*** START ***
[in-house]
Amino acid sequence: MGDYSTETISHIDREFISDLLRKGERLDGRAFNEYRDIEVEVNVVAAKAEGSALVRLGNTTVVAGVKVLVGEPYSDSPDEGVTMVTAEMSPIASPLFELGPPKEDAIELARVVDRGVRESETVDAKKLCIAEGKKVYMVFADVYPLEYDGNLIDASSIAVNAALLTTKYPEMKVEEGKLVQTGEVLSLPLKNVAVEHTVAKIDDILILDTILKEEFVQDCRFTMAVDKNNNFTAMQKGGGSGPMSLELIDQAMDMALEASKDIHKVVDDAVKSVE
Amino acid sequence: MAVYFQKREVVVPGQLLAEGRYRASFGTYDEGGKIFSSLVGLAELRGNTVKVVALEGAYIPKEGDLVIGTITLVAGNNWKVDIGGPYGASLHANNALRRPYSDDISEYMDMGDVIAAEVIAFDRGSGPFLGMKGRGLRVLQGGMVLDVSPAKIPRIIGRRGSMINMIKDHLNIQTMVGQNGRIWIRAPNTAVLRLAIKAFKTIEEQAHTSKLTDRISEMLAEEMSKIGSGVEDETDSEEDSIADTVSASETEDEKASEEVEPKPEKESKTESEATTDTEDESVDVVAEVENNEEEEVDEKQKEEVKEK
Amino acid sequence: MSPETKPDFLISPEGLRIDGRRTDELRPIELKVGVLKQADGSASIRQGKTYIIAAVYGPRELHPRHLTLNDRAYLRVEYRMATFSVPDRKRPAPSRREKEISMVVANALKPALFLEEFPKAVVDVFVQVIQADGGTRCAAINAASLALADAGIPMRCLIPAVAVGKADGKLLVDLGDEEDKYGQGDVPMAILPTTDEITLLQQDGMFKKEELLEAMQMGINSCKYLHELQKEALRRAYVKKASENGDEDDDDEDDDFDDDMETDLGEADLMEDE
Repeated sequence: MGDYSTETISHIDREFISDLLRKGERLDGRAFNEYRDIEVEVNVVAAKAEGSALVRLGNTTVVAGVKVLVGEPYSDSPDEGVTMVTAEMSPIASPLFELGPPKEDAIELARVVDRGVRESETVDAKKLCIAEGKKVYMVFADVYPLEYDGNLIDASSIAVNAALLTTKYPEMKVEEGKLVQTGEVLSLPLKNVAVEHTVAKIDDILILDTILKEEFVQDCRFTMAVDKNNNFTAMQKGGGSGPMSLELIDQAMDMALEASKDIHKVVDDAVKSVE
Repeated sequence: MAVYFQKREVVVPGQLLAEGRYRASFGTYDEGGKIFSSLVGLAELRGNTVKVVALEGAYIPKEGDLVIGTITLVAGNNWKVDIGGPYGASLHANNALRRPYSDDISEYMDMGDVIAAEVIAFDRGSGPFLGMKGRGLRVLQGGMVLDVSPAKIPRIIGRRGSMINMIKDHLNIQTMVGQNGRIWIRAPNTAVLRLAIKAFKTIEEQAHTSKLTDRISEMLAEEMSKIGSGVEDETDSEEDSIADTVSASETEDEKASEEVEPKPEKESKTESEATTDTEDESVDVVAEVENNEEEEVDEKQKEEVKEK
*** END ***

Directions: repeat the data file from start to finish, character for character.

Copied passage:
[in-house]
Amino acid sequence: MGDYSTETISHIDREFISDLLRKGERLDGRAFNEYRDIEVEVNVVAAKAEGSALVRLGNTTVVAGVKVLVGEPYSDSPDEGVTMVTAEMSPIASPLFELGPPKEDAIELARVVDRGVRESETVDAKKLCIAEGKKVYMVFADVYPLEYDGNLIDASSIAVNAALLTTKYPEMKVEEGKLVQTGEVLSLPLKNVAVEHTVAKIDDILILDTILKEEFVQDCRFTMAVDKNNNFTAMQKGGGSGPMSLELIDQAMDMALEASKDIHKVVDDAVKSVE
Amino acid sequence: MAVYFQKREVVVPGQLLAEGRYRASFGTYDEGGKIFSSLVGLAELRGNTVKVVALEGAYIPKEGDLVIGTITLVAGNNWKVDIGGPYGASLHANNALRRPYSDDISEYMDMGDVIAAEVIAFDRGSGPFLGMKGRGLRVLQGGMVLDVSPAKIPRIIGRRGSMINMIKDHLNIQTMVGQNGRIWIRAPNTAVLRLAIKAFKTIEEQAHTSKLTDRISEMLAEEMSKIGSGVEDETDSEEDSIADTVSASETEDEKASEEVEPKPEKESKTESEATTDTEDESVDVVAEVENNEEEEVDEKQKEEVKEK
Amino acid sequence: MSPETKPDFLISPEGLRIDGRRTDELRPIELKVGVLKQADGSASIRQGKTYIIAAVYGPRELHPRHLTLNDRAYLRVEYRMATFSVPDRKRPAPSRREKEISMVVANALKPALFLEEFPKAVVDVFVQVIQADGGTRCAAINAASLALADAGIPMRCLIPAVAVGKADGKLLVDLGDEEDKYGQGDVPMAILPTTDEITLLQQDGMFKKEELLEAMQMGINSCKYLHELQKEALRRAYVKKASENGDEDDDDEDDDFDDDMETDLGEADLMEDE
Repeated sequence: MGDYSTETISHIDREFISDLLRKGERLDGRAFNEYRDIEVEVNVVAAKAEGSALVRLGNTTVVAGVKVLVGEPYSDSPDEGVTMVTAEMSPIASPLFELGPPKEDAIELARVVDRGVRESETVDAKKLCIAEGKKVYMVFADVYPLEYDGNLIDASSIAVNAALLTTKYPEMKVEEGKLVQTGEVLSLPLKNVAVEHTVAKIDDILILDTILKEEFVQDCRFTMAVDKNNNFTAMQKGGGSGPMSLELIDQAMDMALEASKDIHKVVDDAVKSVE
Repeated sequence: MAVYFQKREVVVPGQLLAEGRYRASFGTYDEGGKIFSSLVGLAELRGNTVKVVALEGAYIPKEGDLVIGTITLVAGNNWKVDIGGPYGASLHANNALRRPYSDDISEYMDMGDVIAAEVIAFDRGSGPFLGMKGRGLRVLQGGMVLDVSPAKIPRIIGRRGSMINMIKDHLNIQTMVGQNGRIWIRAPNTAVLRLAIKAFKTIEEQAHTSKLTDRISEMLAEEMSKIGSGVEDETDSEEDSIADTVSASETEDEKASEEVEPKPEKESKTESEATTDTEDESVDVVAEVENNEEEEVDEKQKEEVKEK